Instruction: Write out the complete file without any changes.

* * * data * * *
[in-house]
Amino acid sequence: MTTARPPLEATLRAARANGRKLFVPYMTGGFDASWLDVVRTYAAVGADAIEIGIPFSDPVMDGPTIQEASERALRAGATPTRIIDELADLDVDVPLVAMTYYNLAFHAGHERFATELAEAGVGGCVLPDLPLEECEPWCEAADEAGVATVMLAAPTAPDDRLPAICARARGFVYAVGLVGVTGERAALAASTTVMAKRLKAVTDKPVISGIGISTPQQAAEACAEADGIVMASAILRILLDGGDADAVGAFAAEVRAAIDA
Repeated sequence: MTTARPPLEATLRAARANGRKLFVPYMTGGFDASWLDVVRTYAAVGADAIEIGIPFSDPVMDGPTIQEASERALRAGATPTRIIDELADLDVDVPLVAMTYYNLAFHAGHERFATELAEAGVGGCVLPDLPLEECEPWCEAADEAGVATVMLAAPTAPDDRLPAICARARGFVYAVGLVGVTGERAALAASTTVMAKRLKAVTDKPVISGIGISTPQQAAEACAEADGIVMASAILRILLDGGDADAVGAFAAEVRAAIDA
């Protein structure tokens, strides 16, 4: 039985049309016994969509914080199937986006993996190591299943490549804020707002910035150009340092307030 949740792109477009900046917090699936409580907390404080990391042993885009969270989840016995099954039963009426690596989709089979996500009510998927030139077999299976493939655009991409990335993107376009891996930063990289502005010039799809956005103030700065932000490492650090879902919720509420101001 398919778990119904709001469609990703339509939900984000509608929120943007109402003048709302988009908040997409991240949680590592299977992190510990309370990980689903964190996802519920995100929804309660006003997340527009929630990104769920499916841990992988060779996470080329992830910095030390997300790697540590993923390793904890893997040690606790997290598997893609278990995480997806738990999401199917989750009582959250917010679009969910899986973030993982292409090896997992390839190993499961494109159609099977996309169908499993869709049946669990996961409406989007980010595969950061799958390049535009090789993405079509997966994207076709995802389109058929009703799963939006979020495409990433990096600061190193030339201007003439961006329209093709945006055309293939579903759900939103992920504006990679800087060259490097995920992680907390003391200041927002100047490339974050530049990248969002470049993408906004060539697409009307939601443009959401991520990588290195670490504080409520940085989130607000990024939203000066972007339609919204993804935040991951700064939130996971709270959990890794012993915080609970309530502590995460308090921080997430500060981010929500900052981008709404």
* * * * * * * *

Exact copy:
[in-house]
Amino acid sequence: MTTARPPLEATLRAARANGRKLFVPYMTGGFDASWLDVVRTYAAVGADAIEIGIPFSDPVMDGPTIQEASERALRAGATPTRIIDELADLDVDVPLVAMTYYNLAFHAGHERFATELAEAGVGGCVLPDLPLEECEPWCEAADEAGVATVMLAAPTAPDDRLPAICARARGFVYAVGLVGVTGERAALAASTTVMAKRLKAVTDKPVISGIGISTPQQAAEACAEADGIVMASAILRILLDGGDADAVGAFAAEVRAAIDA
Repeated sequence: MTTARPPLEATLRAARANGRKLFVPYMTGGFDASWLDVVRTYAAVGADAIEIGIPFSDPVMDGPTIQEASERALRAGATPTRIIDELADLDVDVPLVAMTYYNLAFHAGHERFATELAEAGVGGCVLPDLPLEECEPWCEAADEAGVATVMLAAPTAPDDRLPAICARARGFVYAVGLVGVTGERAALAASTTVMAKRLKAVTDKPVISGIGISTPQQAAEACAEADGIVMASAILRILLDGGDADAVGAFAAEVRAAIDA
């Protein structure tokens, strides 16, 4: 039985049309016994969509914080199937986006993996190591299943490549804020707002910035150009340092307030 949740792109477009900046917090699936409580907390404080990391042993885009969270989840016995099954039963009426690596989709089979996500009510998927030139077999299976493939655009991409990335993107376009891996930063990289502005010039799809956005103030700065932000490492650090879902919720509420101001 398919778990119904709001469609990703339509939900984000509608929120943007109402003048709302988009908040997409991240949680590592299977992190510990309370990980689903964190996802519920995100929804309660006003997340527009929630990104769920499916841990992988060779996470080329992830910095030390997300790697540590993923390793904890893997040690606790997290598997893609278990995480997806738990999401199917989750009582959250917010679009969910899986973030993982292409090896997992390839190993499961494109159609099977996309169908499993869709049946669990996961409406989007980010595969950061799958390049535009090789993405079509997966994207076709995802389109058929009703799963939006979020495409990433990096600061190193030339201007003439961006329209093709945006055309293939579903759900939103992920504006990679800087060259490097995920992680907390003391200041927002100047490339974050530049990248969002470049993408906004060539697409009307939601443009959401991520990588290195670490504080409520940085989130607000990024939203000066972007339609919204993804935040991951700064939130996971709270959990890794012993915080609970309530502590995460308090921080997430500060981010929500900052981008709404």